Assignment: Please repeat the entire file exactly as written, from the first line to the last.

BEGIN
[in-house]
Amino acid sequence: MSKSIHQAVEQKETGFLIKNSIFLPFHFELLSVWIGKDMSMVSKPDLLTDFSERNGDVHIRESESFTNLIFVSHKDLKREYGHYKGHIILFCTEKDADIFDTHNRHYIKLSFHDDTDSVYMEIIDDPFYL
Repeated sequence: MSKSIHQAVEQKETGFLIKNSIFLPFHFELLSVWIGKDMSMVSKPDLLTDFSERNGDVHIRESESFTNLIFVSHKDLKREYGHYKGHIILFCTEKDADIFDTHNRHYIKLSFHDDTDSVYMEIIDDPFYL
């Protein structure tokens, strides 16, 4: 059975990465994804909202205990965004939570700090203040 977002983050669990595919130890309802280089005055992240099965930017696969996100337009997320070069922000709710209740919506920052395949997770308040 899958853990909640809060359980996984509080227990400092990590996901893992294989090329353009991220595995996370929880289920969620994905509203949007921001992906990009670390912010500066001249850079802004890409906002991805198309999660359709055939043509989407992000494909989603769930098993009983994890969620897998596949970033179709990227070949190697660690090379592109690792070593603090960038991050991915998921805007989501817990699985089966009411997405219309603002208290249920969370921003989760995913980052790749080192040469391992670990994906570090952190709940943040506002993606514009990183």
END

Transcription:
[in-house]
Amino acid sequence: MSKSIHQAVEQKETGFLIKNSIFLPFHFELLSVWIGKDMSMVSKPDLLTDFSERNGDVHIRESESFTNLIFVSHKDLKREYGHYKGHIILFCTEKDADIFDTHNRHYIKLSFHDDTDSVYMEIIDDPFYL
Repeated sequence: MSKSIHQAVEQKETGFLIKNSIFLPFHFELLSVWIGKDMSMVSKPDLLTDFSERNGDVHIRESESFTNLIFVSHKDLKREYGHYKGHIILFCTEKDADIFDTHNRHYIKLSFHDDTDSVYMEIIDDPFYL
């Protein structure tokens, strides 16, 4: 059975990465994804909202205990965004939570700090203040 977002983050669990595919130890309802280089005055992240099965930017696969996100337009997320070069922000709710209740919506920052395949997770308040 899958853990909640809060359980996984509080227990400092990590996901893992294989090329353009991220595995996370929880289920969620994905509203949007921001992906990009670390912010500066001249850079802004890409906002991805198309999660359709055939043509989407992000494909989603769930098993009983994890969620897998596949970033179709990227070949190697660690090379592109690792070593603090960038991050991915998921805007989501817990699985089966009411997405219309603002208290249920969370921003989760995913980052790749080192040469391992670990994906570090952190709940943040506002993606514009990183």